The number of caregivers providing instrumental and emotional support to an ill loved one who is geographically distant is expected to reach approximately 14 million by 2012. A study of the new and complex phenomenon of distance caregiving in the advanced cancer population revealed the stressors that burden distance caregivers, and suggested ways in which nurses might be able to help these persons.
In interviewing 14 adult children who were the distance caregivers of parents with advanced lung, gastrointestinal, and gynecologic malignancies, a nursing team found that the participants were quick to report the negative aspects of distance—largely feeling guilty, helpless, and stressed because they lived at least 100 miles away from the patient. The majority of participants were secondary caregivers who had local family members relaying patient information to them secondhand.
Polly Mazanec, PhD, ACNP, AOCN, and colleagues reported that the caregivers:
- struggled emotionally about when to visit or call the patient
- felt concerned when they were uncertain what was happening with the patient
- wanted more information from the healthcare professionals managing the patient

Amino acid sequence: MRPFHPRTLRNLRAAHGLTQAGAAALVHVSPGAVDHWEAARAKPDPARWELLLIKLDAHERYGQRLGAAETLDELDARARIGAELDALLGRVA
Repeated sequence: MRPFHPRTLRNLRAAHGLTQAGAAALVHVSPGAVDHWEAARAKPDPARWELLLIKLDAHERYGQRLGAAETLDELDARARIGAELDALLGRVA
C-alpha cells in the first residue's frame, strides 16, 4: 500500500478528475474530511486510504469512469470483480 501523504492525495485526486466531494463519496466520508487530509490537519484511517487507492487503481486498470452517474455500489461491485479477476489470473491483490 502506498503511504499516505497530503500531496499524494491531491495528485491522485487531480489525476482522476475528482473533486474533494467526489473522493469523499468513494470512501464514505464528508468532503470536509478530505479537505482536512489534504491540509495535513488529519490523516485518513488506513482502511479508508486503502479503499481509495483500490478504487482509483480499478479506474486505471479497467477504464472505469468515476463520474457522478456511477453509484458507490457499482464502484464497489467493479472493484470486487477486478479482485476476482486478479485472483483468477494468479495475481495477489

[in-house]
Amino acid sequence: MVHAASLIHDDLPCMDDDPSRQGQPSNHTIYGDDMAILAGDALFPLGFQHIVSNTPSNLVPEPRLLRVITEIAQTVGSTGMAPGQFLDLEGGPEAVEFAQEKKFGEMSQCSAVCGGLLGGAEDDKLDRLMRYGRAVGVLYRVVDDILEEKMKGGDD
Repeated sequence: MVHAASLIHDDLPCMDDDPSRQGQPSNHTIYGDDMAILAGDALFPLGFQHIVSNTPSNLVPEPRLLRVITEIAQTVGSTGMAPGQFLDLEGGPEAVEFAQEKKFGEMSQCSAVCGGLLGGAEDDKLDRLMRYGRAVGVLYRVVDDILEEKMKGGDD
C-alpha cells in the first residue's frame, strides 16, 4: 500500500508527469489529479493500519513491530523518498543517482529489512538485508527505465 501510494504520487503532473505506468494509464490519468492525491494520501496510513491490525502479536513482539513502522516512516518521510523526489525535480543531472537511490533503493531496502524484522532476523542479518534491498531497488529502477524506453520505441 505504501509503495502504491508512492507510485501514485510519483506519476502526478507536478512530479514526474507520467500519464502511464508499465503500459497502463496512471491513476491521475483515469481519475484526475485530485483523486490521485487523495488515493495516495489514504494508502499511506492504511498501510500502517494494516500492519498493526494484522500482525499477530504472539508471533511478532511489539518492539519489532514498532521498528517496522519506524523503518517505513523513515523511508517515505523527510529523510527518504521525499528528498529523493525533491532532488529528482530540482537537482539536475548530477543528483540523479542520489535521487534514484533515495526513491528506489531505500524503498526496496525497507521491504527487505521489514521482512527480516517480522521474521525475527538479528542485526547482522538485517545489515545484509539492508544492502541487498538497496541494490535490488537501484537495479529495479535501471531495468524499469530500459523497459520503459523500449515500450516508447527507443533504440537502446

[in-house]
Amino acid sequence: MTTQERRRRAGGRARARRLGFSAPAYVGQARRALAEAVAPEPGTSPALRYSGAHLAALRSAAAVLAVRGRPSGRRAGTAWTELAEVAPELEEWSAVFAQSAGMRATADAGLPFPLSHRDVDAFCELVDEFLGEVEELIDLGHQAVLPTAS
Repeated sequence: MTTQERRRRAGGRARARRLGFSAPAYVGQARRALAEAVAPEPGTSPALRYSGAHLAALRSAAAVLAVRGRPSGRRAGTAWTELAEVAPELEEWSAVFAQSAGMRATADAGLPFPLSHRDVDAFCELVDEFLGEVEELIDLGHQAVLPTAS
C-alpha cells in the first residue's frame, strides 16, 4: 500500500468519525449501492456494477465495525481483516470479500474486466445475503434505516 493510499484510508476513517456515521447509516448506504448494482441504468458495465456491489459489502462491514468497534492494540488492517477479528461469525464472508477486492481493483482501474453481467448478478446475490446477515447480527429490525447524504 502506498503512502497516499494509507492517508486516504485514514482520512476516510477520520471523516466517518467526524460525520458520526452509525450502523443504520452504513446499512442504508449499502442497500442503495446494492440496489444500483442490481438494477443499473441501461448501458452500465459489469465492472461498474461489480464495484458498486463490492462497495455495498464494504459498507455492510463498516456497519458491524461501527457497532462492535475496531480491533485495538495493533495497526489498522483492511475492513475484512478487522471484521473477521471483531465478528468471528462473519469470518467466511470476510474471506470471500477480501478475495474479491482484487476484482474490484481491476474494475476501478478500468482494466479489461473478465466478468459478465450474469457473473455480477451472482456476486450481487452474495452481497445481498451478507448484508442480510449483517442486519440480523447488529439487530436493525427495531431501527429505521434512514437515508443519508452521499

- withheld information from the patient to protect the patient or reduce the patient’s stress; the patient often withheld information from the caregiver for the same reasons (Oncol Nurs Forum. 2011;38:307-313; http://ons.metapress.com/content/lq33u02r116t47h7/fulltext.pdf).
All interviewees wanted more information on the disease, treatments, and what their parent was actually experiencing. The investigators reported that as the healthcare team members most likely to be able to lessen distance caregiver distress, nurses may be able to provide information about the disease process, treatment experience, and side effects by means of telephone or computer. In addition, written tips and information on home care, meal delivery, housekeeping, and other resources in the patient’s geographic community could equip the distance caregivers with tools for supporting the patient.
In a statement summarizing the findings, Mazanec—an assistant professor at the Frances Payne Bolton School of Nursing at Case Western Reserve University and an advance practice oncology nurse at University Hospitals Case Medical Center’s Seidman Cancer Center, both in Cleveland, Ohio—noted that what she and her fellow researchers found requires a change in the way information is delivered to distance caregivers. With new technologies available, Mazanec hopes to design a program that closes the distance gap.
According to the researchers, another possible solution is to develop Web-accessible virtual tours that would allow the distance caregivers to see where their loved one is receiving treatment.
“More technologically complex interventions, such as the computer-based technology of webcams, might provide the opportunity for distance caregivers to be present at physician visits, possibly improving communication and decreasing fears of not knowing,” observed the authors.